Duntulm Castle, Duntulm, Trotternish, IV51 9UF
The ruins of Duntulm, a castle dripping in horror and anguished ghosts, so much so that the MacDonalds, who had captured the castle from the MacLeods, were forced to flee in 1730. Indeed, if the four ghosts were in full cry at the same time one can imagine it would scare even the most courageous warrior.
The dungeons are haunted by Hugh MacDonald, who is alleged to have tried to steal his family’s land and was starved to death in the castle dungeons as a result. He was chained and fed just salt beef and no water, and in the end, he went raving mad. One story has it that he tried to eat his own hands before he died.
His sworn enemy and the man who captured and starved him was Donald Gorm Mor, and it is said you can see him brawling with other ghostly figures. Then there is Margaret, who howls in anguish. It is said that she was rejected by her husband after she lost her eye in an accident, and she never recovered from the distress.
And finally, on some nights, you can hear the hysterical screaming of a housemaid who used to hold the son of a clan chief up to the window so he could see the views, but, in a tragic accident, dropped him out of the window and on to the rocks below.
She was punished by being set adrift in a boat, and her restless spirit remains in the ruins to this day.
A87 Road - Between Sligachan and Portree
Skyes's A87 road and especially the part that connects Sligachan and Portree at the centre of the island does offer breathtaking views, but event this location is accompanied by extraordinary legend; many claim that the main road by Sligachan, on the East of the island, has been the setting for the spectral appearance of a 1934 Austin. The first documented appearance was reported by Dr Allan MacDonald in 1941, and it's again mentioned by Elizabeth Byrd who mentions the car in her book A Strange and Seeing Time.
People who have reported seeing the Austin, claim they have had to pull over to let the car overtake them, however after passing the car vanishes. Sightings of the car date back as far as the 1940's and it is claimed the ghost car is a result of a tragic accident that caused the driver, a church minister, to lose his mind with guilt.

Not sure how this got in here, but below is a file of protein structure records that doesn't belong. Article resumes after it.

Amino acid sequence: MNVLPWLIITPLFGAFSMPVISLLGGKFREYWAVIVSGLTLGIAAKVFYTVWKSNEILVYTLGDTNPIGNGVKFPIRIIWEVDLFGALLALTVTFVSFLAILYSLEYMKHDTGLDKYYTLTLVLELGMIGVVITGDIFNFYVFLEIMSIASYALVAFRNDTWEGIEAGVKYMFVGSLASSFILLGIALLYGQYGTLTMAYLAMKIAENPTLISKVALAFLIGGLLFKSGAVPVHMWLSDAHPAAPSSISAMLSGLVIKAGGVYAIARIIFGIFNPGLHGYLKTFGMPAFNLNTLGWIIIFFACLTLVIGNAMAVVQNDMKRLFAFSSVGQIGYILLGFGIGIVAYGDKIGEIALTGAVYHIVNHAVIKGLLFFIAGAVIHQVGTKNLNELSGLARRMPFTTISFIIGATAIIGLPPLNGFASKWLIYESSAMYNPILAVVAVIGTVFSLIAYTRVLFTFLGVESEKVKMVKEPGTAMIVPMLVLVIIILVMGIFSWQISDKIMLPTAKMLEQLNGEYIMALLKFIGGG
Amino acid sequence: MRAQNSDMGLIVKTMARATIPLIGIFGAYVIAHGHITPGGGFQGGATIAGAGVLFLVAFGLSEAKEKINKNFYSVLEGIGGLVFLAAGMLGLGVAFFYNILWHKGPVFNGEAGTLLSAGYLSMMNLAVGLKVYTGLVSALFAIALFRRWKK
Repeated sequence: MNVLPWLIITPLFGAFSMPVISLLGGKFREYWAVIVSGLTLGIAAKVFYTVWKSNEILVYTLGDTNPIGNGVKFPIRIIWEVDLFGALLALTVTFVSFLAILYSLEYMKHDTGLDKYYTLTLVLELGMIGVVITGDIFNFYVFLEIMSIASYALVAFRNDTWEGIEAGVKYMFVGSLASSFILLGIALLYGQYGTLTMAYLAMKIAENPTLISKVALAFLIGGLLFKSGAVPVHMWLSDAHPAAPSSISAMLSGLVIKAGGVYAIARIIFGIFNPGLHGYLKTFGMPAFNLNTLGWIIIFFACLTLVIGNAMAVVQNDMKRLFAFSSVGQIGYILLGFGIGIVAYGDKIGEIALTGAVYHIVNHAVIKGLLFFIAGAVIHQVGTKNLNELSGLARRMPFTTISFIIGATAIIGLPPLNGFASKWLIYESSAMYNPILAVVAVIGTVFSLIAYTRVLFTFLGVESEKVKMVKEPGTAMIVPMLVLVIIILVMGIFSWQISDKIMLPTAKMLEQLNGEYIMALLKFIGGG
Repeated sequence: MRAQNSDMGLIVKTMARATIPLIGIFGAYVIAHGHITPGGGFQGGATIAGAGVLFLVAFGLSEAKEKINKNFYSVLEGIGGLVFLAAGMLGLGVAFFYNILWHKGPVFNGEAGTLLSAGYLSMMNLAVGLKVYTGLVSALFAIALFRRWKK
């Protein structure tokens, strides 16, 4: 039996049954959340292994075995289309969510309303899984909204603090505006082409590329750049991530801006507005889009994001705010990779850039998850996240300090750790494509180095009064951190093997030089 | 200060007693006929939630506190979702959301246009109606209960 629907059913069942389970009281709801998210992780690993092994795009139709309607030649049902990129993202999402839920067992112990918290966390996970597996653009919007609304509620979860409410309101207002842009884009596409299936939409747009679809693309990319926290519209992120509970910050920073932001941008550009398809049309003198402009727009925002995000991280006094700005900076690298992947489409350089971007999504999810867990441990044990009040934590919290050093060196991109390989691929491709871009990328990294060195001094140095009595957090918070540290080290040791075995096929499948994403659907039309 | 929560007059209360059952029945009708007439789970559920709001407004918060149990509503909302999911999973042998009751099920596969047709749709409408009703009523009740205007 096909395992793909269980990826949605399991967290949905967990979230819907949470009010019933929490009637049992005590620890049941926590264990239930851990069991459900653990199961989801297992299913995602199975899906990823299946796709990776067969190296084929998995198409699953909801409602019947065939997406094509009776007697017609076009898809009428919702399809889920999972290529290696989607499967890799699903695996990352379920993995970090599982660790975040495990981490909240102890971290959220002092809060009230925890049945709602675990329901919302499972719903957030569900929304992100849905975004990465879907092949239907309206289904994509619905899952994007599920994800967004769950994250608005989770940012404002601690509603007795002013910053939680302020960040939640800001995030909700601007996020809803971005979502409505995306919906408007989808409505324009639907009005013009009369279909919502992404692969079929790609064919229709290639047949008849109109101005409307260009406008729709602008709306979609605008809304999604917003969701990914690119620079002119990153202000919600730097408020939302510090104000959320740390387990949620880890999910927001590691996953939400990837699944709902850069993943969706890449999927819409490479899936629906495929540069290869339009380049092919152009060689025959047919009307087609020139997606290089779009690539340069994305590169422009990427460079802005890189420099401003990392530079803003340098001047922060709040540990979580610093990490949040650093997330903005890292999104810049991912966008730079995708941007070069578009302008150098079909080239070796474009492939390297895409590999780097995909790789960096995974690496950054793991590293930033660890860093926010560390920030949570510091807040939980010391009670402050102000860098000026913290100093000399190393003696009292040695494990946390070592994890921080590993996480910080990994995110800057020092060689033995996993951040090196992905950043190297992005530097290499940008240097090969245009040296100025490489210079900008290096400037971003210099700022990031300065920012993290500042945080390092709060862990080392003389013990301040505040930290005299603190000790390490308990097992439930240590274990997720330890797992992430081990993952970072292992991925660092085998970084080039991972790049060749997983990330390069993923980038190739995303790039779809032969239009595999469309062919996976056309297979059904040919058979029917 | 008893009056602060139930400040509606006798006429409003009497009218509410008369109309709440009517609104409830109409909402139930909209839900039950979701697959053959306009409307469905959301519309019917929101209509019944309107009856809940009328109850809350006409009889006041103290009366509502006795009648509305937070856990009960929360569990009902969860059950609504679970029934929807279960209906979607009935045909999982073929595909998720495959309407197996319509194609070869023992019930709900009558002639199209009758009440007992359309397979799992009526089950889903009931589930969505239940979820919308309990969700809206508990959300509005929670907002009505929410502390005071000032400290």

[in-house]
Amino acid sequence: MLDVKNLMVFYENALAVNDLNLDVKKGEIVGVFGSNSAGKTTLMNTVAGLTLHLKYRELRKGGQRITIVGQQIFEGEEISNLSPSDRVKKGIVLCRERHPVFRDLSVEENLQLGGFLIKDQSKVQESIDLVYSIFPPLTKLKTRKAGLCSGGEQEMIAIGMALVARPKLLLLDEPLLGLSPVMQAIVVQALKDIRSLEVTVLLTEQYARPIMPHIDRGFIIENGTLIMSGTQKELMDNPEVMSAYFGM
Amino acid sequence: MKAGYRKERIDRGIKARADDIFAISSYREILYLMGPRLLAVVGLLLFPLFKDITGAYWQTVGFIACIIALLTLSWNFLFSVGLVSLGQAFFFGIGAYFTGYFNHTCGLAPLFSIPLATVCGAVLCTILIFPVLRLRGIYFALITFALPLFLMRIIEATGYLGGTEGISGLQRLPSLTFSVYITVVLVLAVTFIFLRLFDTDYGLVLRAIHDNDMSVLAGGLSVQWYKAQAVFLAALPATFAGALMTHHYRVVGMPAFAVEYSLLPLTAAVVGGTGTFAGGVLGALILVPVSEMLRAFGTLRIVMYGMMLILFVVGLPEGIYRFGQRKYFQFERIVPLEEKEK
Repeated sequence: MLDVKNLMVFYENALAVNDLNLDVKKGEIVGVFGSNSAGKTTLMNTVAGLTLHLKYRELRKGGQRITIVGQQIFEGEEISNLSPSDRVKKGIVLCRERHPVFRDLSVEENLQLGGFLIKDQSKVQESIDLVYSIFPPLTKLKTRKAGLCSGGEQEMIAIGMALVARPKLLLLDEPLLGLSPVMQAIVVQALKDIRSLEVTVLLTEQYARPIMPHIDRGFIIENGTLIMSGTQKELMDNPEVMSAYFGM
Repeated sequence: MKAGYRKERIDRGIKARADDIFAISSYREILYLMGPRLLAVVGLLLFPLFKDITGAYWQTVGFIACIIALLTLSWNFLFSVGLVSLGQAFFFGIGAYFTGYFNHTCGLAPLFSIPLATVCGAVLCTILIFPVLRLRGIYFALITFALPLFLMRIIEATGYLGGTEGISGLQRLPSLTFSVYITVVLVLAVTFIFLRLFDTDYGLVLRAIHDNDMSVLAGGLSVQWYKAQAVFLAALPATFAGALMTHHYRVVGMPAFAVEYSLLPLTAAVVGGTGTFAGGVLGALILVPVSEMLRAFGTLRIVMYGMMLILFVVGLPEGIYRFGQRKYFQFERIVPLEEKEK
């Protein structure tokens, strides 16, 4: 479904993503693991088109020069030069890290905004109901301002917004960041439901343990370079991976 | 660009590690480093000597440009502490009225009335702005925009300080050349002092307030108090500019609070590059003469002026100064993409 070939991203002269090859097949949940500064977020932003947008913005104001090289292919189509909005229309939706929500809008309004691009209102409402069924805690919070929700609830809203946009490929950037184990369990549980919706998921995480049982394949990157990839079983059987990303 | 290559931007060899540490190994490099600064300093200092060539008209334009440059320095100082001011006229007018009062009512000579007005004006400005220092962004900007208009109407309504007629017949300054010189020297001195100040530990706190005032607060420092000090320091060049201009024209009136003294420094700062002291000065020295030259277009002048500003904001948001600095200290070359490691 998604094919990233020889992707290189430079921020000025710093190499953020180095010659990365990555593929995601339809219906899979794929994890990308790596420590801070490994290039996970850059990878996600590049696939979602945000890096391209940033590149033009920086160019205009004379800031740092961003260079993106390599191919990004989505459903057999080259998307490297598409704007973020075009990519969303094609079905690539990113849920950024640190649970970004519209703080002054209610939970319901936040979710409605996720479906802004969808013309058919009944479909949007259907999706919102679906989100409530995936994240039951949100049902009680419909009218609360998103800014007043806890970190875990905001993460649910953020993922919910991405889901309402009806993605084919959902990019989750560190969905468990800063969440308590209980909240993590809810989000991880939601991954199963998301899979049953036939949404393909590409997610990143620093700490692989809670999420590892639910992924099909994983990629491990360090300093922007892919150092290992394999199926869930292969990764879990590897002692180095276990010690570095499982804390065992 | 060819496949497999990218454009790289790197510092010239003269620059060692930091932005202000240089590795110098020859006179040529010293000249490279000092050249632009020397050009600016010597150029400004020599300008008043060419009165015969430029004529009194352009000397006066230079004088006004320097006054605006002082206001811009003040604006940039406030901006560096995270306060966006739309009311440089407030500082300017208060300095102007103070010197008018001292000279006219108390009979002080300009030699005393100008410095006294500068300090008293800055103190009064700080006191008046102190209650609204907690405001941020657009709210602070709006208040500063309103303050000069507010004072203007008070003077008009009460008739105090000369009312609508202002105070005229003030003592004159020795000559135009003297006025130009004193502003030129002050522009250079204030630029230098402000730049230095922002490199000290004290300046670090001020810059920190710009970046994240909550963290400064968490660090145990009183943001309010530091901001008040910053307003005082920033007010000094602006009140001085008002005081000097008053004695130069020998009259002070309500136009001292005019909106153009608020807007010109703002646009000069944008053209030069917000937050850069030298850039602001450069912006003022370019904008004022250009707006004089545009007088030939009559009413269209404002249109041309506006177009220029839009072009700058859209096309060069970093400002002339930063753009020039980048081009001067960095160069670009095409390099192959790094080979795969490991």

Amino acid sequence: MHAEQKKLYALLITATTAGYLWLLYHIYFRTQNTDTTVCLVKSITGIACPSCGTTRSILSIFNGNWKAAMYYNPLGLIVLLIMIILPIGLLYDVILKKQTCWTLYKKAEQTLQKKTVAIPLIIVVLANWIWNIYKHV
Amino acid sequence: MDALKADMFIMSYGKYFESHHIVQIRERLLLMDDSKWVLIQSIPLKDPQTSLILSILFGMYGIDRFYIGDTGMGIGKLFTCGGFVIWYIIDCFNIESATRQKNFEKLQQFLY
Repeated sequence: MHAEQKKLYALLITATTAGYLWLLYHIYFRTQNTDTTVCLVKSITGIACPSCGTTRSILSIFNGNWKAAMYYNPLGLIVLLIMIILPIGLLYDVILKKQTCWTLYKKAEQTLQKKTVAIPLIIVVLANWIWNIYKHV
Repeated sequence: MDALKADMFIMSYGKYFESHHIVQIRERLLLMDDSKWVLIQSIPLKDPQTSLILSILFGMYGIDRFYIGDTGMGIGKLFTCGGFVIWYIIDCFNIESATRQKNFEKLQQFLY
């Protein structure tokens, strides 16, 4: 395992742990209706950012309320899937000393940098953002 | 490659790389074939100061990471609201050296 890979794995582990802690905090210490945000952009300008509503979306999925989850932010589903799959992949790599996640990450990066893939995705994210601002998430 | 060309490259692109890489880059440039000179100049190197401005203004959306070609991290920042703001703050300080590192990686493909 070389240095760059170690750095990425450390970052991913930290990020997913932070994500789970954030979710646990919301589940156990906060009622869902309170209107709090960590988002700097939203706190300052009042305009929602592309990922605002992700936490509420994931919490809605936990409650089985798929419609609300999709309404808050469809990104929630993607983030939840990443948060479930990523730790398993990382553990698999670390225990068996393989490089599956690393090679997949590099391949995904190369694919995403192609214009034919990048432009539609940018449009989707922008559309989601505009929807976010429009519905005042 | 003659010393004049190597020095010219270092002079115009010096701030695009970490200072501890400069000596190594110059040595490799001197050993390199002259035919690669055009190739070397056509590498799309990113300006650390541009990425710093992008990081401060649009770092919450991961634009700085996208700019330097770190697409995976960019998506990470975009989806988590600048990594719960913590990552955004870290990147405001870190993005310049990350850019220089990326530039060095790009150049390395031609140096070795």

Dunvegan Castle, Dunvegan, Isle of Skye
Many stories are surrounding Dunvegan Castle on the Isle’s Eastern coast. This is the ancestral seat of the Clan MacLeod and makes a claim to be Scotland’s oldest inhabited castle, having remained in the hands of the Clan for some 800 years. Parts of the castle are thought to date back 1000 years, and unlike many other castles in the country, it has remained in private hands, though it is open to the public for visits and tours.
As you might expect, the castle is haunted, but by relatively soft and gentle ghosts when compared to other old castles in Scotland.
It is one of the most photographed castles in Scotland and one of the most visited, in part at least because of the presence there of the Fairy Flag, the silk remains of a flag possibly dating back to the Crusades and made in either Rhodes or Syria. The room where the flag is kept mounted behind glass sometimes emits ethereal and beautiful music even though it contains no means of making music. And although no-one has ever seen him, a piper sometimes plays the pipes in the castle’s south tower.
Old Diatomite Factory at Lealt, Lealt, G742BX
Skye's history of the diatomite, lay-like floury grey substance, found in certain freshwater lochs, dates back to 1899. The area of the Lealt was adjusted towards the production, and it included a light railway and drying factory.
The old diatomite drying factory was located on the shore of the Lealt Bay, with a strategic position anchoring puffer boats where the local skiffs were used to transport the finished Diatomite from beach to boat, ready for shipping to the mainland. There were around 40 to 50 people steadily employed at Lealt, yet on days that the ship came in this total rose to as many as 80 workers.
Perhaps one of the most intriguing aspects of the mine's history comes from the ownership of the drying factory at Invertote by Germans.
Although closed during the period of the Great War, surprisingly the now enemy foreign residents were allowed to stay on. Shortly afterwards a rumour began to circulate that the area was haunted and that the ghost of a recent tragic death at the Lealt falls had appeared at the factory. As the local story goes, the rumour was actually started by the Germans with the intent of keeping locals away. It turned out that the resident Germans were spies and that, almost unbelievable to the community, the area was being used as a German base with submarines surfacing in the sea bay!
Jakub Bors - Bors Photography - www.borsphoto.com
Jakub Bors - Assistant General Manager - 29/10/2018
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